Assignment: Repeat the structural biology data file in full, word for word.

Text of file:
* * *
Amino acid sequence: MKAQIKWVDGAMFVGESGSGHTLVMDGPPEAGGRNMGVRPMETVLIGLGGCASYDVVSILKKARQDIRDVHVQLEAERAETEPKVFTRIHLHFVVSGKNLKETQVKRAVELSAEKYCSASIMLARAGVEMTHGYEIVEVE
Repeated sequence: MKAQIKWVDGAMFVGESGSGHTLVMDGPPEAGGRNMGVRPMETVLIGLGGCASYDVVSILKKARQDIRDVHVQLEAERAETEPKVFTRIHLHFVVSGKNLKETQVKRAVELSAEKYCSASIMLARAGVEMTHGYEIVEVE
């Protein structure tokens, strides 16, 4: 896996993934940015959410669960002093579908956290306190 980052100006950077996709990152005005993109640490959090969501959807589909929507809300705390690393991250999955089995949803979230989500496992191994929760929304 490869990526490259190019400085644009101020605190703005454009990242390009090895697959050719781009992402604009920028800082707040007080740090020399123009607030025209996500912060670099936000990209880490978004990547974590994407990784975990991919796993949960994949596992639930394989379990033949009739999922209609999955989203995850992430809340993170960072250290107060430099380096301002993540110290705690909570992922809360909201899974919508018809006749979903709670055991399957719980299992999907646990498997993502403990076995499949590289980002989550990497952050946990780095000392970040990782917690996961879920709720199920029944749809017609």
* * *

Amino acid sequence: MKAQIKWVDGAMFVGESGSGHTLVMDGPPEAGGRNMGVRPMETVLIGLGGCASYDVVSILKKARQDIRDVHVQLEAERAETEPKVFTRIHLHFVVSGKNLKETQVKRAVELSAEKYCSASIMLARAGVEMTHGYEIVEVE
Repeated sequence: MKAQIKWVDGAMFVGESGSGHTLVMDGPPEAGGRNMGVRPMETVLIGLGGCASYDVVSILKKARQDIRDVHVQLEAERAETEPKVFTRIHLHFVVSGKNLKETQVKRAVELSAEKYCSASIMLARAGVEMTHGYEIVEVE
């Protein structure tokens, strides 16, 4: 896996993934940015959410669960002093579908956290306190 980052100006950077996709990152005005993109640490959090969501959807589909929507809300705390690393991250999955089995949803979230989500496992191994929760929304 490869990526490259190019400085644009101020605190703005454009990242390009090895697959050719781009992402604009920028800082707040007080740090020399123009607030025209996500912060670099936000990209880490978004990547974590994407990784975990991919796993949960994949596992639930394989379990033949009739999922209609999955989203995850992430809340993170960072250290107060430099380096301002993540110290705690909570992922809360909201899974919508018809006749979903709670055991399957719980299992999907646990498997993502403990076995499949590289980002989550990497952050946990780095000392970040990782917690996961879920709720199920029944749809017609």